The last two factors—volatility and dividend rate—are particularly important because they vary greatly from company to company and have a large influence on option value.

They lose their value quickly and can end up worth nothing. But the potential for higher payoff is not without a cost—higher volatility makes the payoff riskier to the executive. Companies reward their shareholders in two ways: Most option holders, however, do not receive dividends; they are rewarded only through price appreciation. Since a company that pays high dividends has less cash for buying back shares or profitably reinvesting in its business, it will have less share-price appreciation, all other things being equal.

Therefore, it provides a lower return to option holders. Research by Christine Jolls of Harvard Law School suggests, in fact, that the options explosion is partially responsible for the decline in dividend rates and the increase in stock repurchases during the past decade. If you are an executive, you can raise the value of your options by taking actions that increase the value of the stock.

For a framework on how to measure the value of nontradable executive and employee stock options, see Brian J. Hall and Kevin J.

The main goal in granting stock options is, of course, to tie pay to performance—to ensure that executives profit when their companies prosper and suffer when they flounder.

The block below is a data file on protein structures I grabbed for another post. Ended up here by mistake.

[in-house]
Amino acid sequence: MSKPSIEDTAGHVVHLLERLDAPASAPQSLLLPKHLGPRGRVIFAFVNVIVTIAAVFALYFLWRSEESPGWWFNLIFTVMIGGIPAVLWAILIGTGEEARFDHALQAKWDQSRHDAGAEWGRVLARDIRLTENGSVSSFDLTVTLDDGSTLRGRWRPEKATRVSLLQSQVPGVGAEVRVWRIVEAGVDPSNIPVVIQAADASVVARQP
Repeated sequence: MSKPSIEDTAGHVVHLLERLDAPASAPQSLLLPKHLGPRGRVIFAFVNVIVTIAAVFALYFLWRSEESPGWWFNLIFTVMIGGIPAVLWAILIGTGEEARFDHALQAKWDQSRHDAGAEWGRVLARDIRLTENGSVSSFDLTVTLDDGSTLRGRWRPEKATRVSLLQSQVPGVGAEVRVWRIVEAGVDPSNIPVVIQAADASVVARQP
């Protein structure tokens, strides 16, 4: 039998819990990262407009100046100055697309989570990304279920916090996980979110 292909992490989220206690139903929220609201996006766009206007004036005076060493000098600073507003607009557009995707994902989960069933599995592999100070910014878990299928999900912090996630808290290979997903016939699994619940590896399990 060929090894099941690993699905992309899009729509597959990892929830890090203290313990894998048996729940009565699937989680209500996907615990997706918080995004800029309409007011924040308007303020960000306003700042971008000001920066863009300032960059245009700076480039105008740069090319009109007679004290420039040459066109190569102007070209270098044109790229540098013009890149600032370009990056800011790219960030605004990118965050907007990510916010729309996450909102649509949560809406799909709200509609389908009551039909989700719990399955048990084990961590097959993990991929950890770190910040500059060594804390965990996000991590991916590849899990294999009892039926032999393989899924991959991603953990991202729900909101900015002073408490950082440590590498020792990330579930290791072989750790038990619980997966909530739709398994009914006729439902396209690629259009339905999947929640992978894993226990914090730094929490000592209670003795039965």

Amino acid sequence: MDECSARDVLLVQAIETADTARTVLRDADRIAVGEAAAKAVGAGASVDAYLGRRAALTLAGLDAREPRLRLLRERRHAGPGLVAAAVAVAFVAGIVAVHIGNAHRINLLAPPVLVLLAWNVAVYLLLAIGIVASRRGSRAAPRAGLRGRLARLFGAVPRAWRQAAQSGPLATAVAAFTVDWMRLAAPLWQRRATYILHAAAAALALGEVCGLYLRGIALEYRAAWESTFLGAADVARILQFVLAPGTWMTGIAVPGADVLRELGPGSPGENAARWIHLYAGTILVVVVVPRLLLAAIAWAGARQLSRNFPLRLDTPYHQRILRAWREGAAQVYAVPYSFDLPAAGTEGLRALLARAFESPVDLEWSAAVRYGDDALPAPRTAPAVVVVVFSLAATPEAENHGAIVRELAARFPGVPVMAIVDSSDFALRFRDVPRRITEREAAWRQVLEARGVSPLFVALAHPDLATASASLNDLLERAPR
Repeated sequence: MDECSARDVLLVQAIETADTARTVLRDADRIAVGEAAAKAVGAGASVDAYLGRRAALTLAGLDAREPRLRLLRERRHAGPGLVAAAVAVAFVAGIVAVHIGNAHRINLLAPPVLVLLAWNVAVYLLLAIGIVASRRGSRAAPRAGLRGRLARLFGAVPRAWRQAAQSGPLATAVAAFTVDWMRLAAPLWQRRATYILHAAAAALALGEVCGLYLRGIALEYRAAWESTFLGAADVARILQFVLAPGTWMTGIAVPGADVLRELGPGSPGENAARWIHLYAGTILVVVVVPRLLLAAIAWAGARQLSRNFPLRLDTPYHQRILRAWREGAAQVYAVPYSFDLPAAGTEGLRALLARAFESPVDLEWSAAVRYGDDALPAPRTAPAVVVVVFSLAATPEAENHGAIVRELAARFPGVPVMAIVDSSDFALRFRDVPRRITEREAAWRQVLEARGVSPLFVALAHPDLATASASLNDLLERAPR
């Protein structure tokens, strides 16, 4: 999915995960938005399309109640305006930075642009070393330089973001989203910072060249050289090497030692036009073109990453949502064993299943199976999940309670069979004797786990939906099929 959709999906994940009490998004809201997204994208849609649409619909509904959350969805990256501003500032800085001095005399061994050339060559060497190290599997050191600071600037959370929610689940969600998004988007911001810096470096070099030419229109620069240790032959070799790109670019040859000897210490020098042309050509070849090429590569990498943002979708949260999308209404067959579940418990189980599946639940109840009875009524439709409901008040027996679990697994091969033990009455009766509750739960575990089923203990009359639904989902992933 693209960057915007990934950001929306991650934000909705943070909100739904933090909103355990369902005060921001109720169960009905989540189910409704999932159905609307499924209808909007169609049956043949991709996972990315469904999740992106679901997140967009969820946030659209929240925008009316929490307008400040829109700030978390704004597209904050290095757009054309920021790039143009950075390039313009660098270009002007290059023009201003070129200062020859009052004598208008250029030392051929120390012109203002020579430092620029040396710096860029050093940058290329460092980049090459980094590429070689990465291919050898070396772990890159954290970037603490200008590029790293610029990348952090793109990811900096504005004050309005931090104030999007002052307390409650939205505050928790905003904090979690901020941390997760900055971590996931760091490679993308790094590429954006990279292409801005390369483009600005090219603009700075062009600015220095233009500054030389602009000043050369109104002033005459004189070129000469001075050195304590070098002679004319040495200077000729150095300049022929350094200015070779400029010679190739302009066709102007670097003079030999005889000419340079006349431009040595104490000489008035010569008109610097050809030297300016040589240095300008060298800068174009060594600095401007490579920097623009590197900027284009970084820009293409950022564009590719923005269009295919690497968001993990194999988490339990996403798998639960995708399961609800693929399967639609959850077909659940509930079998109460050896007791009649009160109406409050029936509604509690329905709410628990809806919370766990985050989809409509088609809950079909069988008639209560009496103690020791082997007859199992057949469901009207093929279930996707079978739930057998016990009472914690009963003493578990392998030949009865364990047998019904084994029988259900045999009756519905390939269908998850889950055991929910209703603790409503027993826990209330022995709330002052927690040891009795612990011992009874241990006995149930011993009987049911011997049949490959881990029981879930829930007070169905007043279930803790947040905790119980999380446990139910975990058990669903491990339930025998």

Many critics claim that, in practice, option grants have not fulfilled that goal. Executives, they argue, continue to be rewarded as handsomely for failure as for success.

As evidence, they either use anecdotes—examples of poorly performing companies that compensate their top managers extravagantly—or they cite studies indicating that the total pay of executives in charge of high-performing companies is not much different from the pay of those heading poor performers. The studies are another matter.

Virtually all of them share a fatal flaw: As executives at a company receive yearly option grants, they begin to amass large amounts of stock and unexercised options. When the shifts in value of the overall holdings are taken into account, the link between pay and performance becomes much clearer.

By increasing the number of shares executives control, option grants have dramatically strengthened the link between pay and performance. For both measures, the link between pay and performance has increased nearly tenfold since Given the complexity of options, though, it is reasonable to ask a simple question: The answer is that options provide far greater leverage.

For a company with an average dividend yield and a stock price that exhibits average volatility, a single stock option is worth only about one-third of the value of a share. The company can therefore give an executive three times as many options as shares for the same cost. In addition to providing leverage, options offer accounting advantages. The accounting treatment of options has generated enormous controversy. On the other side are many executives, especially those in small companies, who counter that options are difficult to value properly and that expensing them would discourage their use.

The response of institutional investors to the special treatment of options has been relatively muted. They have not been as critical as one might expect. There are two reasons for this. First, companies are required to list their option expenses in a footnote to the balance sheet, so savvy investors can easily figure option costs into expenses.